As its Open Access Week and yesterday was #ThesisThursday we thought we would write a blog post about how we support our PhD students in Research Data Management (RDM) at Imperial.
Good RDM is important for all researchers, whatever stage they are at in their careers. In particular, we recognise that for PhD students, understanding the benefits of RDM and Open Science can help them with their studies and also set them up for success in their future careers.
PhD students carrying out research at Imperial are required to deposit a copy of their final thesis in Spiral, the College’s institutional repository. They are also often required by funding bodies to produce a Data Management Plan for their project, to archive the research data underpinning their thesis, and to make this data publicly available where possible.
To support them with these requirements we’ve developed a number of initiatives.
What we offer
Once a term the RDM team hosts a ‘Managing Your Data’ session for PhD students, organised through the Graduate School Professional Development Programme. This tailored course familiarises PhD students with the Imperial College Research Data Lifecycle and explains how they can plan, store, archive and publish their research data as well as pointing them to the support available within the College. The session combines presentations with hands on exercises and activities that engage the students and encourage them to think about their particular RDM needs. Running since 2016, this course has already been delivered to over 200 PhD students.
In conjunction with this the RDM team also host a termly ‘How to write a Data Management Plan’ webinar which all Imperial PhD students can attend. This hour long tutorial introduces students to Data Management Plans, explains the key pieces of information contained within them, and how a plan may evolve over the course of a research project. This helps students to consider their own research data and the specific data management requirements of their projects in particular.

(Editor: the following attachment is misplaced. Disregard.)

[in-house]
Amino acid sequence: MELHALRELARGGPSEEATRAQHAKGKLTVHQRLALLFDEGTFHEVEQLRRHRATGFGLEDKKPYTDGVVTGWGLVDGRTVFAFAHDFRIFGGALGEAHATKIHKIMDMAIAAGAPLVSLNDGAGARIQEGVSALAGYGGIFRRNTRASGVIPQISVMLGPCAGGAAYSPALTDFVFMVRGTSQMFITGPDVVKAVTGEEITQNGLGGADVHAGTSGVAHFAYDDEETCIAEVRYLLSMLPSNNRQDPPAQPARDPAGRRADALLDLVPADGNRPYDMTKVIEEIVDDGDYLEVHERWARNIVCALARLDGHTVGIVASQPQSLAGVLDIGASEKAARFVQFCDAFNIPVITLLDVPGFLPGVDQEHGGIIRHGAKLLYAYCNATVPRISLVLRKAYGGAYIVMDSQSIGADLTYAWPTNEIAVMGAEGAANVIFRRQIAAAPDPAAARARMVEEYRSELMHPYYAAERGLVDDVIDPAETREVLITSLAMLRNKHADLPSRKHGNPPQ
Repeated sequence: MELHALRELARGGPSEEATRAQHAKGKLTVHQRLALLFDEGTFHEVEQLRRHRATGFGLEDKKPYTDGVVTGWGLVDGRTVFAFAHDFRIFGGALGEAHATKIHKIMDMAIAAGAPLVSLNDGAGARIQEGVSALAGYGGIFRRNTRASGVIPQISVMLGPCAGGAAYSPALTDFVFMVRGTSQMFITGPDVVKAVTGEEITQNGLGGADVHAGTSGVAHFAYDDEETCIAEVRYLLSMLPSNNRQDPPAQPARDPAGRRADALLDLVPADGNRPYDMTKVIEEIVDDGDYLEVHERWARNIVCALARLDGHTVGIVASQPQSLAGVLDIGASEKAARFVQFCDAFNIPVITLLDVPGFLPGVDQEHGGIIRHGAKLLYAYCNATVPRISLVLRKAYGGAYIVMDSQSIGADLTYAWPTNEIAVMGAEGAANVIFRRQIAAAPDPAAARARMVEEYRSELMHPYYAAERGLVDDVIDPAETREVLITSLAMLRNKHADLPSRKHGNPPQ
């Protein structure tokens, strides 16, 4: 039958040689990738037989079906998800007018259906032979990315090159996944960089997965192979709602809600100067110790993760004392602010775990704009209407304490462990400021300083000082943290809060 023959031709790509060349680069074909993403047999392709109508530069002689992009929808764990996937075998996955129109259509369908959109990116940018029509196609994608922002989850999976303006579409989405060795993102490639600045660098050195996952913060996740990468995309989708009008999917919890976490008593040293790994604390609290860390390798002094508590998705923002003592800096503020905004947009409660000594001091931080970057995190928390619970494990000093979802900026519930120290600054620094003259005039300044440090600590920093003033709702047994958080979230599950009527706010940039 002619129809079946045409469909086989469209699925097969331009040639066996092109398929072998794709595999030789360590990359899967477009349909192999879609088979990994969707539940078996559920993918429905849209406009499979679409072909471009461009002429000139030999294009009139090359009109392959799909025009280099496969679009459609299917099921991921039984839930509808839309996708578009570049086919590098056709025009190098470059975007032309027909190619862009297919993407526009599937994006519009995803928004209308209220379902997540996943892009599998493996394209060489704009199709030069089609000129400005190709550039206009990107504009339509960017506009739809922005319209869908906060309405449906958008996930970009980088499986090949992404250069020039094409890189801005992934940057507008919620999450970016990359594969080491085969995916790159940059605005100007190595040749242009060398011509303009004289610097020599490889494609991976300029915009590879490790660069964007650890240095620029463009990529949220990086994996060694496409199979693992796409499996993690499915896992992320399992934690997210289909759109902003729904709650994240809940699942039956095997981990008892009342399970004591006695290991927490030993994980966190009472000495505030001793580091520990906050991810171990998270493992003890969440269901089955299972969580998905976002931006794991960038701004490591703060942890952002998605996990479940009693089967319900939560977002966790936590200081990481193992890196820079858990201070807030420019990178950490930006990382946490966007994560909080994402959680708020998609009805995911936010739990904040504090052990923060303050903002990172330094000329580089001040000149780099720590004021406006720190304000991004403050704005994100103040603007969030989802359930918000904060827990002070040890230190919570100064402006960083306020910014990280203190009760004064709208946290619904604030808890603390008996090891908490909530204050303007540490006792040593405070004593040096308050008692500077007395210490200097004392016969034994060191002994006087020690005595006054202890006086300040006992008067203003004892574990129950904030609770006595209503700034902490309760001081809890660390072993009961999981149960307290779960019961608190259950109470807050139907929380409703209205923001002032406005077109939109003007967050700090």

Finally, the RDM team attempt to attend as many wider PhD library inductions as possible to introduce themselves and outline the RDM service to the students. These brief introductions are a key activity as they make visible the support available to PhD students, which otherwise may be overlooked. The offer of project specific and one-to-one support is emphasised, as are the benefits of good data management and open science. These drop in presentations are often delivered in conjunction with the Open Access team in order to promote RDM’s relevance to the wider Open Research movement.
Rather than waving the stick of compliance, the aim of all of these initiatives is to highlight the benefits of RDM to individual PhD researchers and the wider academic community. They form part of a broader objective to foster a positive culture of responsible and open science within Imperial’s research community.
If you are an Imperial PhD researcher and would like help with managing your research data then you can email us at email@example.com, check out our Research Data Management Guide, or visit our webpages here.